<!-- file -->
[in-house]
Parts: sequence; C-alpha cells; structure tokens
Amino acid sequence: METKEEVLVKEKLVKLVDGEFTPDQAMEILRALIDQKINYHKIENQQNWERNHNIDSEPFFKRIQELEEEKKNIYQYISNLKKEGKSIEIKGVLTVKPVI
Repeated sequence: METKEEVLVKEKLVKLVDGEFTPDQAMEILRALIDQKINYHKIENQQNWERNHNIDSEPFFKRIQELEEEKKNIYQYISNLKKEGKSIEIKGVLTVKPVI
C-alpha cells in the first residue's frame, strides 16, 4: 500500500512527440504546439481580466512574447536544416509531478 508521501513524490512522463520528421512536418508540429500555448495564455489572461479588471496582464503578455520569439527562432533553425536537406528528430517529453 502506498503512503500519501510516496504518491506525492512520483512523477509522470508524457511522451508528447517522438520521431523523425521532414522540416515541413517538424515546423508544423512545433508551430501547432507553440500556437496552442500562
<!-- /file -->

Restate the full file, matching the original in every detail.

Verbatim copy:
[in-house]
Parts: sequence; C-alpha cells; structure tokens
Amino acid sequence: METKEEVLVKEKLVKLVDGEFTPDQAMEILRALIDQKINYHKIENQQNWERNHNIDSEPFFKRIQELEEEKKNIYQYISNLKKEGKSIEIKGVLTVKPVI
Repeated sequence: METKEEVLVKEKLVKLVDGEFTPDQAMEILRALIDQKINYHKIENQQNWERNHNIDSEPFFKRIQELEEEKKNIYQYISNLKKEGKSIEIKGVLTVKPVI
C-alpha cells in the first residue's frame, strides 16, 4: 500500500512527440504546439481580466512574447536544416509531478 508521501513524490512522463520528421512536418508540429500555448495564455489572461479588471496582464503578455520569439527562432533553425536537406528528430517529453 502506498503512503500519501510516496504518491506525492512520483512523477509522470508524457511522451508528447517522438520521431523523425521532414522540416515541413517538424515546423508544423512545433508551430501547432507553440500556437496552442500562